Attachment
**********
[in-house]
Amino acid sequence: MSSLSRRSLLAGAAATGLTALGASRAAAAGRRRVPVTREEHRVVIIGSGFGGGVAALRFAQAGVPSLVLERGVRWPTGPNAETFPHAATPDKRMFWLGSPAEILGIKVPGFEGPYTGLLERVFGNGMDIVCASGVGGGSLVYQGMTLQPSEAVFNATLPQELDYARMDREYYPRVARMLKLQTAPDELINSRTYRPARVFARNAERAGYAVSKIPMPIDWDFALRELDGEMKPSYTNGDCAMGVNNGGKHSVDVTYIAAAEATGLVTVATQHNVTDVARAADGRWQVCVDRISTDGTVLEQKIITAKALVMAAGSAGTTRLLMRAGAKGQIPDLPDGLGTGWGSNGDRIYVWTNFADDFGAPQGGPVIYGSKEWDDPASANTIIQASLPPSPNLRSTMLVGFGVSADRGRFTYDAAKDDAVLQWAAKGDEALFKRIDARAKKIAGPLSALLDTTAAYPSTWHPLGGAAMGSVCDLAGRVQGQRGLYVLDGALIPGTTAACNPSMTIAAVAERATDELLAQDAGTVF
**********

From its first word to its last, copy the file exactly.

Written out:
[in-house]
Amino acid sequence: MSSLSRRSLLAGAAATGLTALGASRAAAAGRRRVPVTREEHRVVIIGSGFGGGVAALRFAQAGVPSLVLERGVRWPTGPNAETFPHAATPDKRMFWLGSPAEILGIKVPGFEGPYTGLLERVFGNGMDIVCASGVGGGSLVYQGMTLQPSEAVFNATLPQELDYARMDREYYPRVARMLKLQTAPDELINSRTYRPARVFARNAERAGYAVSKIPMPIDWDFALRELDGEMKPSYTNGDCAMGVNNGGKHSVDVTYIAAAEATGLVTVATQHNVTDVARAADGRWQVCVDRISTDGTVLEQKIITAKALVMAAGSAGTTRLLMRAGAKGQIPDLPDGLGTGWGSNGDRIYVWTNFADDFGAPQGGPVIYGSKEWDDPASANTIIQASLPPSPNLRSTMLVGFGVSADRGRFTYDAAKDDAVLQWAAKGDEALFKRIDARAKKIAGPLSALLDTTAAYPSTWHPLGGAAMGSVCDLAGRVQGQRGLYVLDGALIPGTTAACNPSMTIAAVAERATDELLAQDAGTVF